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close this bookThe Global Greenhouse Regime. Who Pays? (UNU, 1993, 382 p.)
close this folderPart III National greenhouse gas reduction cost curves
close this folder11 Thailand's demand side management initiative: a practical response to global warming
View the document(introduction...)
View the documentIntroduction
View the documentEnd-use energy efficiency policies
View the documentCosts and benefits of the DSM master plan
View the documentCO2 reductions from the DSM Plan
View the documentWhy should other developing countries adopt DSM?
View the documentThe role of the multilateral development banks
View the documentConclusions
View the documentReferences

Why should other developing countries adopt DSM?

The benefits of DSM programmes and integrated resource planning (IRP) are substantial, especially given the rapidly growing demand for electricity by all sectors of the economy in many developing countries and the rising capital and environmental costs of meeting the demand. The search for mechanisms to reduce global CO2 emissions makes DSM an even more attractive policy for governments and utilities in developing countries. Briefly, the benefits of DSM are:

• It enables utilities to operate at the lowest possible cost of production. This cost minimization keeps tariffs stable and under control. Net system benefits will increase because investments in needed new power plants are avoided for as long as possible or avoided completely. Also deferred or avoided are transmission system expansion, operation, maintenance and fuel costs.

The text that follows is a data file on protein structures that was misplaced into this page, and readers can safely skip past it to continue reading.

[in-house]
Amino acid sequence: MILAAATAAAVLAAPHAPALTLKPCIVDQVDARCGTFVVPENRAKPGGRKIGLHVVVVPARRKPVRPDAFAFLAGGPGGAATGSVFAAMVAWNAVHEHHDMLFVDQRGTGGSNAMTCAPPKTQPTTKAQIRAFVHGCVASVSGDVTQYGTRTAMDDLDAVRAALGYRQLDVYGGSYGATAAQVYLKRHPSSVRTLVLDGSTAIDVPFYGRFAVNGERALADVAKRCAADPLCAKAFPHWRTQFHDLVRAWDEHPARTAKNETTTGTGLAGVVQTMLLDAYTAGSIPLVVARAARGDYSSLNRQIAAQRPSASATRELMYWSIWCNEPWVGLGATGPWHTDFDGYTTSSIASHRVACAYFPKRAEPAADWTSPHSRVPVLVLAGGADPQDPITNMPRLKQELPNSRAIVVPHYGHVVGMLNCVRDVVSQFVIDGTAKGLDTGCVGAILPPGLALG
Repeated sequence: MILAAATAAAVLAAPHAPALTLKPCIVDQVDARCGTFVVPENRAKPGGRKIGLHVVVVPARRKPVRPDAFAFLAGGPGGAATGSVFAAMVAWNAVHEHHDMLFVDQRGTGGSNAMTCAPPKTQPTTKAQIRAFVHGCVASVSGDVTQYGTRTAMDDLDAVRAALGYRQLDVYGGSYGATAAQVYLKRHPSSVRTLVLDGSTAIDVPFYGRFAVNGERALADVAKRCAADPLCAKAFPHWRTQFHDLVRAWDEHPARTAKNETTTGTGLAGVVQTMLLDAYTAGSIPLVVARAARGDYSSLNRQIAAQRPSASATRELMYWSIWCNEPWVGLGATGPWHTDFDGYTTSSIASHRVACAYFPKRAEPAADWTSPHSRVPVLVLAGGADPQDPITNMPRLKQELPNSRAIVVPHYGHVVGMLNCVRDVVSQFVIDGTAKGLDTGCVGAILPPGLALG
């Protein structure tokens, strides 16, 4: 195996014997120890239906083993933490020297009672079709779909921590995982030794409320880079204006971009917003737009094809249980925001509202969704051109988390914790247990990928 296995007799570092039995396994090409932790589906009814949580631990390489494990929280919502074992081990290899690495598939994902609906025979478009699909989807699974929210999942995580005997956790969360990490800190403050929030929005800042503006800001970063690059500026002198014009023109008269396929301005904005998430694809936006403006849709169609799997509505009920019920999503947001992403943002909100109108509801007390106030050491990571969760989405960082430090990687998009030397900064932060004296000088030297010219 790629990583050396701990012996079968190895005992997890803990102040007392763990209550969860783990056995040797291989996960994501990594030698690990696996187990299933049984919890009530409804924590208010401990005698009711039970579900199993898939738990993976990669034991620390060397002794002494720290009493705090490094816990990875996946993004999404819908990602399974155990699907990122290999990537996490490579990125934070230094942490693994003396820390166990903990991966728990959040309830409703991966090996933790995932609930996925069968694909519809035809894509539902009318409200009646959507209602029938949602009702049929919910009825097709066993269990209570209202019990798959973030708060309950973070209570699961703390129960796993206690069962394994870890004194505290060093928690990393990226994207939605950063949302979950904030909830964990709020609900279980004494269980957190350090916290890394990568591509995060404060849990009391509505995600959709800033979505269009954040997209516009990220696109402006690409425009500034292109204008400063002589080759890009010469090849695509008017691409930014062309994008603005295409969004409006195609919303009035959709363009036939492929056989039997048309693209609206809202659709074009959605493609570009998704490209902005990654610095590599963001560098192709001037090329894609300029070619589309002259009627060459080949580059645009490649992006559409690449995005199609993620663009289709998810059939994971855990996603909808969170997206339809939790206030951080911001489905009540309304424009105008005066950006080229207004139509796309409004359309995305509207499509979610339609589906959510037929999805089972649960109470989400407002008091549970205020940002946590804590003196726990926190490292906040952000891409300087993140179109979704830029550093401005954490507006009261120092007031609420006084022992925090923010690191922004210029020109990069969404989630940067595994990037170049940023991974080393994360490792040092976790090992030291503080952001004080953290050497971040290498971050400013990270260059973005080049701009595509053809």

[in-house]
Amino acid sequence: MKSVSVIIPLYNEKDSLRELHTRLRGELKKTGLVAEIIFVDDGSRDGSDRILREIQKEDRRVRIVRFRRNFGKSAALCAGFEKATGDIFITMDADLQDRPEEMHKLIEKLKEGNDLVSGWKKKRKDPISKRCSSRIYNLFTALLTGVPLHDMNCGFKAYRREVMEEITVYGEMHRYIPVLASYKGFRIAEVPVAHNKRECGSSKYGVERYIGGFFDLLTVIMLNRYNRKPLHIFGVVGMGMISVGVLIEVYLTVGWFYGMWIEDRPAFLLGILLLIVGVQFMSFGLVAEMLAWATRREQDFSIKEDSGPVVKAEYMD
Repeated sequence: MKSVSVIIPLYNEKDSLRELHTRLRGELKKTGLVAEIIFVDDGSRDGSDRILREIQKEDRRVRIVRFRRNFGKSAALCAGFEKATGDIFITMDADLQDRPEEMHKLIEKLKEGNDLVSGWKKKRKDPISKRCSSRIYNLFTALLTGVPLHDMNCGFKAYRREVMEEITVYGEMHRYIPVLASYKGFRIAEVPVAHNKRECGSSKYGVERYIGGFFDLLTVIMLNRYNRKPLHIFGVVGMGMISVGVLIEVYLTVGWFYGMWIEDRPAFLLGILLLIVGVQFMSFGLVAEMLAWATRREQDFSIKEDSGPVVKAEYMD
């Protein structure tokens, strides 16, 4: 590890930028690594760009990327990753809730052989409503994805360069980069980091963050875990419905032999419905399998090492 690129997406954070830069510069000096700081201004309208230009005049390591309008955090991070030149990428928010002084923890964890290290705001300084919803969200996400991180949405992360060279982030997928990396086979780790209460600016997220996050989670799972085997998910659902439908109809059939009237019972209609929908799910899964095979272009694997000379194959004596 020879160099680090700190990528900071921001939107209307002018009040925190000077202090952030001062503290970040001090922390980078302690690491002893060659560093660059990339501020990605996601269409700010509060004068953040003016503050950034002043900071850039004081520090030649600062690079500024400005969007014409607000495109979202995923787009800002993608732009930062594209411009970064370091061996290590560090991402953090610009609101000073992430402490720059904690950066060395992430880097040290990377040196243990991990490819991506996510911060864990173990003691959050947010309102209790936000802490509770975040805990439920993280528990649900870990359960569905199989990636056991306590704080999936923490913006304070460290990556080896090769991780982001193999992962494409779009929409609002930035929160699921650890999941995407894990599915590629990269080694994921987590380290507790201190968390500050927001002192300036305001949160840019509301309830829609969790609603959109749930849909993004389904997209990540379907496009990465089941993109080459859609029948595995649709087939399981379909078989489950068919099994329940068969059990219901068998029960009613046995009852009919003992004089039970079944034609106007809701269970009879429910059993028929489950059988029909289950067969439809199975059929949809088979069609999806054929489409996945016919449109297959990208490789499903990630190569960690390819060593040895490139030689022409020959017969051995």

• End-use efficiency reduces customers' bills. This leaves everyone with more money which can be spent in other parts of the economy. Foreign debt obligations for power plant construction can be reduced also leaving additional funds for other infrastructure development priorities.

• Demand side management reduces the uncertainty in projecting future electricity demand because a portion of the expected load growth is managed through efficiency programmes.

• Investments in efficiency can be made in smaller amounts and adjusted more quickly to meet changes in demand. Therefore, the risk of underbuilding or overbuilding new power plants is reduced. The use of expensive capital is optimized.

• Integrated resource planning reduces social conflict over natural resource utilization because fewer power plants of any type have to be sited.

Other Asian developing countries are also exploring the feasibility of implementing DSM programmes on a large scale. Tenaga Nasional Berhad (TNB), the private power utility that serves Malaysia, has about 3,650 MW peak demand which is expected to grow to around 5,500 MW in 1995. The DSM project proposed by TNB, which began in 1992, is to conduct a smallscale test of commercial building retrofits. Several buildings will undergo 'super retrofits.' after the retrofits, the project team will monitor the end uses of electricity in these buildings and compare these results to monitored use in a group of control buildings.

The purpose of the test will be to document the capacity and energy savings acquired by replacing standard ventilation and air conditioning equipment, inefficient lighting systems, and other end uses with more efficient technology. A second objective is to expose the TNB staff to the analysis, development, and monitoring of DSM projects. The TNB staff will be trained in the fundamentals of DSM project development and operation.